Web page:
BACKGROUND & AIMS:
It is unclear whether direct-acting antiviral (DAA) treatment-induced sustained virologic response (SVR) reduces the risk of hepatocellular carcinoma (HCC) in patients with HCV infection. Therefore, in the current study, our aim was to determine the impact of DAA-induced SVR on HCC risk.
We identified 62,354 patients who initiated antiviral treatment in the Veterans Affairs (VA) national healthcare system from 1 January 1999 to 31 December 2015, including 35,871 (58%) interferon (IFN)-only regimens, 4,535 (7.2%) DAA + IFN regimens, and 21,948 (35%) DAA-only regimens. We retrospectively followed patients until 15 June 2017 to identify incident cases of HCC. We used Cox proportional hazards regression to determine the association between SVR and HCC risk or between type of antiviral regimen (DAA-only vs. DAA + IFN vs. IFN-only) and HCC risk.
We identified 3,271 incident cases of HCC diagnosed at least 180 days after initiation of antiviral treatment during a mean follow-up of 6.1 years. The incidence of HCC was highest in patients with cirrhosis and treatment failure (3.25 per 100 patient-years), followed by cirrhosis and SVR (1.97), no cirrhosis and treatment failure (0.87), and no cirrhosis and SVR (0.24). SVR was associated with a significantly decreased risk of HCC in multivariable models irrespective of whether the antiviral treatment was DAA-only (adjusted hazard ratio [AHR] 0.29; 95% CI 0.23-0.37), DAA + IFN (AHR 0.48; 95% CI 0.32-0.73) or IFN-only (AHR 0.32; 95% CI 0.28-0.37). Receipt of a DAA-only or DAA + IFN regimen was not associated with increased HCC risk compared with receipt of an IFN-only regimen.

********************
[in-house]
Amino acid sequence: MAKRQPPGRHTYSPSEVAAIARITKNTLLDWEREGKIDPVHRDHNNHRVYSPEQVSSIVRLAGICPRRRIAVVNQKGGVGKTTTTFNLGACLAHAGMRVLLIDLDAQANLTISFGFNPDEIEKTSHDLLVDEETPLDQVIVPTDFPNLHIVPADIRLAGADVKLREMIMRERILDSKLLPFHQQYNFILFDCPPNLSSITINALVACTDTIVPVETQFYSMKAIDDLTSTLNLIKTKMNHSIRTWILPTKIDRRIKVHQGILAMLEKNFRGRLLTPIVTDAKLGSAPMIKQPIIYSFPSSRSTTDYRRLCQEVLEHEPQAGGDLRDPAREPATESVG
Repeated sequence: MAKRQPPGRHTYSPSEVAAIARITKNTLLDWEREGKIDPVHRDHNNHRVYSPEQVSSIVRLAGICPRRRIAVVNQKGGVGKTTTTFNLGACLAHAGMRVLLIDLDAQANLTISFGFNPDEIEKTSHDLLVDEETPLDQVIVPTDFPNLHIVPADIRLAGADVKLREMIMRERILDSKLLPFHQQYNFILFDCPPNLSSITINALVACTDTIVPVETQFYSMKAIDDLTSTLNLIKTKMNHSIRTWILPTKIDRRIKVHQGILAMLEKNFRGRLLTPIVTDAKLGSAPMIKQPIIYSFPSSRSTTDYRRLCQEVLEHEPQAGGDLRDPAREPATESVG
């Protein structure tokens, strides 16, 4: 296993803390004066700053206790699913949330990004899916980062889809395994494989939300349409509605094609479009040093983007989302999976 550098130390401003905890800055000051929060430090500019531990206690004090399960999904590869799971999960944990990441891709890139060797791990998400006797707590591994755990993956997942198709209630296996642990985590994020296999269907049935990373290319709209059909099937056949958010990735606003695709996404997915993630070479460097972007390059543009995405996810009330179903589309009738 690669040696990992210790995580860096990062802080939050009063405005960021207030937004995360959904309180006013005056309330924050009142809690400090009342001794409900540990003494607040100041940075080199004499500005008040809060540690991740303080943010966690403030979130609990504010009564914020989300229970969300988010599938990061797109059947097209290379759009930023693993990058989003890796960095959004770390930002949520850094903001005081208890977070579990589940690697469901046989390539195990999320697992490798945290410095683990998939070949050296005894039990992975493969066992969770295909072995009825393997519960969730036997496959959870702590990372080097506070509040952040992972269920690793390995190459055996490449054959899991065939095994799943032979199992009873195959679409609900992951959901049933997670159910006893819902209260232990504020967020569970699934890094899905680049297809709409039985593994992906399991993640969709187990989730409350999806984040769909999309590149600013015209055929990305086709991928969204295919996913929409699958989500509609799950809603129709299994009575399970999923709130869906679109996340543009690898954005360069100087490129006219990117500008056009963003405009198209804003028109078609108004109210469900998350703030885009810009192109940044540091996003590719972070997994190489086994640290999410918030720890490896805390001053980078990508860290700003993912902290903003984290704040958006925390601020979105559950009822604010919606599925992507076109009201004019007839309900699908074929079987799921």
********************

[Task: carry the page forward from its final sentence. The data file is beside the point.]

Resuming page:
DAA-induced SVR is associated with a 71% reduction in HCC risk. Treatment with DAAs is not associated with increased HCC risk compared with treatment with IFN.
It was unclear whether direct-acting antiviral treatment-induced sustained virologic response reduces the risk of liver cancer in patients with HCV infection. We demonstrated that eradication of HCV infection with direct-acting antiviral agents reduces the risk of liver cancer by 71%.